“I think I sort of did,” I told her, since we often watch the History Channel, and when we do, I usually have a glass of wine in my hand. So things get to be a bit confused, especially towards the end of the evening. “Anyway, as I remember reading the book—I only got halfway through it—the Poles went around and helped various allied forces. So they lost their own country, then helped defeat Germany, and then what happened? The Communists walked in, and the Allies, who had been perfectly happy to accept their help, cheerfully tossed Poland to the wolves….”

“Nice,” said Lady, “they wouldn’t be some of my employees, by any chance?”

“I think all that dust has gone to your brain,” I told her, “or maybe to your spirit. Anyway, according to No Greater Ally, which comes from a reputable press, the Poles were heroes, and treated shamefully….”

“Well, good to know,” said Lady. “Shame about what happened to them….”

“Right,” I told her, “but then we come to the sticky question: what about Polish anti-Semitism? Because I had a Jewish friend in High School who swore that the Poles were vicious anti-Semites. But is that true? Anyway, what I didn’t know was that the Jewish population of Warsaw was the second largest in the world, following New York. There were over three million Jews in Poland before the war, and it was the largest population of Jews in Europe. And then, according to Anne Karpf, after the war there were only 5,000. Which means that the eradication of the Jewish population in Poland was virtually complete. So what was the role of the Poles, if any, in all of this?”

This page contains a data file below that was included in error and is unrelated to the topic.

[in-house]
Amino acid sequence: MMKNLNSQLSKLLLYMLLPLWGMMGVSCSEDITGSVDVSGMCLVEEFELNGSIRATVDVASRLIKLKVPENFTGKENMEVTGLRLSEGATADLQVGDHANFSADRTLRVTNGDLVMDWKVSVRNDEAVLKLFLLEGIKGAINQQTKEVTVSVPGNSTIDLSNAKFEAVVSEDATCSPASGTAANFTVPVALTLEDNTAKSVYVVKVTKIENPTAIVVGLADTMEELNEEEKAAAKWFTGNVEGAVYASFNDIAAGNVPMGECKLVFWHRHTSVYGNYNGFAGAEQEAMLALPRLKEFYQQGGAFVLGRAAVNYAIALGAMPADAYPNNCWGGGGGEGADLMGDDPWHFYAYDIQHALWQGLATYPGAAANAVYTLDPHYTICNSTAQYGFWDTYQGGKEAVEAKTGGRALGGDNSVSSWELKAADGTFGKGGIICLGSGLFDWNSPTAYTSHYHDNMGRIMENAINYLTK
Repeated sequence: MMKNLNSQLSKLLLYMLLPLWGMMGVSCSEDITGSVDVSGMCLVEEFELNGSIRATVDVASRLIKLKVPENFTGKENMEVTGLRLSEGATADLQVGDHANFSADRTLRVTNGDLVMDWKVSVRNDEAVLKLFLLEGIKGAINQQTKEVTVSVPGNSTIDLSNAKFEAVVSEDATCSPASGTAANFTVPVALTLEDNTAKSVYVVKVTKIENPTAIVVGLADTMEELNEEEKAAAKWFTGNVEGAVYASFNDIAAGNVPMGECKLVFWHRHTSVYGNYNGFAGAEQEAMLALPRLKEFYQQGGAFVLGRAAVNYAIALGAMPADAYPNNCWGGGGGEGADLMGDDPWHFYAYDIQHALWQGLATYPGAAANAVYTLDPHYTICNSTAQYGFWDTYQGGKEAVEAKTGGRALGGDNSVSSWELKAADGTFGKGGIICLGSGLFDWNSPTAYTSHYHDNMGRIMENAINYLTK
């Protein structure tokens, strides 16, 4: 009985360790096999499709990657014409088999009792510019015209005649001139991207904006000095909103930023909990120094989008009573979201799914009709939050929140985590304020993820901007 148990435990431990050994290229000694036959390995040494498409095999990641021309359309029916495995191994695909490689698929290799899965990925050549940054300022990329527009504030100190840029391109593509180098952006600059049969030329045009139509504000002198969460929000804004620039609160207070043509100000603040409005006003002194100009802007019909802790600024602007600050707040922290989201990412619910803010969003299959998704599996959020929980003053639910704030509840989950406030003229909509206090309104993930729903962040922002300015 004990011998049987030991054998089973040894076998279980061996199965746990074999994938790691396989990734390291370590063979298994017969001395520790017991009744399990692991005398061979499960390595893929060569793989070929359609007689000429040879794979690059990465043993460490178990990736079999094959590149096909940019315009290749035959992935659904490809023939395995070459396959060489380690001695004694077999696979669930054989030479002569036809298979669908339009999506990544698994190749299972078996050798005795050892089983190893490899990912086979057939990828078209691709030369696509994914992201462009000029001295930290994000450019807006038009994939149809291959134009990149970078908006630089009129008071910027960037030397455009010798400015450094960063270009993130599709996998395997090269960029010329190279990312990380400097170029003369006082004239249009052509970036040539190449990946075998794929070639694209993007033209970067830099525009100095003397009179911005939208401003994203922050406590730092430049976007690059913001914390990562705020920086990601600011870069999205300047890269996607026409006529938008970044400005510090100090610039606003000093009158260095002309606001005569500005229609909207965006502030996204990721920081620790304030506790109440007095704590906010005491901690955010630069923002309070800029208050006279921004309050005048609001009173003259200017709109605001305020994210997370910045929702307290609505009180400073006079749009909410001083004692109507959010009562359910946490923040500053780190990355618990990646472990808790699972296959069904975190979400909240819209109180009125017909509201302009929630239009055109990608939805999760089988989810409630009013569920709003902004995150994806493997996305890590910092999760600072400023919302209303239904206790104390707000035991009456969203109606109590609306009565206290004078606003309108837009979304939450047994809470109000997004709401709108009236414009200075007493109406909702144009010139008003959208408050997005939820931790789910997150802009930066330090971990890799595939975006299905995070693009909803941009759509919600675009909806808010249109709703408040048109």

“Probably mixed,” said Lady, “it always is. History spawns its share of heroes and villains, alike.”

“As well as that worst type of all, the huge majority of people who stand gaping on, with their mouths open and their vacant eyes comprehending nothing,” I told her. “Consider Irene Sendler, who along with her friends saved nearly 2500 children from the ghetto in Warsaw. Tremendous woman: she used to sneak babies out in packages, and put them on buses, wrapped as packages under the seats, before the bus began its route. Then, someone outside the ghetto would collect the child. Amazing, when you think of it….”

“Wow,” said Lady, “Like Nicholas Winton, though he only clocked in at saving 700 children, or so. But still, that’s huge….”

“Well, that’s one side of the picture,” I told her. “Though it’s certainly true that Poland had welcomed the Jews in earlier centuries, which is why they had so many of them. But it all got a little gunky in the 30’s, with the Depression. And though there were lots of Jews, they weren’t terribly well assimilated. So they stuck out, which made making the ghetto easier….”

“OK—I get that….”

“Anyway, the Depression hit, and Hitler was stirring things up, generally, and many of the Jews had done well. So for those people who weren’t doing well….”

“Ah,” said Lady, “the old story…..”

“Anyway, the whole question cropped up in the 80’s, when a Polish intellectual, Jan Blonski, wrote an article called ‘A Poor Pole Looks at the Ghetto’….”

“So were they, or weren’t they, or were they somewhere in between?”

“Who knows,” I told her. “Though Anne Karpf seems to think so….”

“And she would be?”

“The daughter of Natalia Karp!”

Lady looks at me with exasperation. And also with the broom, which looks increasing less like a utensil, and more like a weapon. At least potentially….

“Just listen,” I tell her, and we do….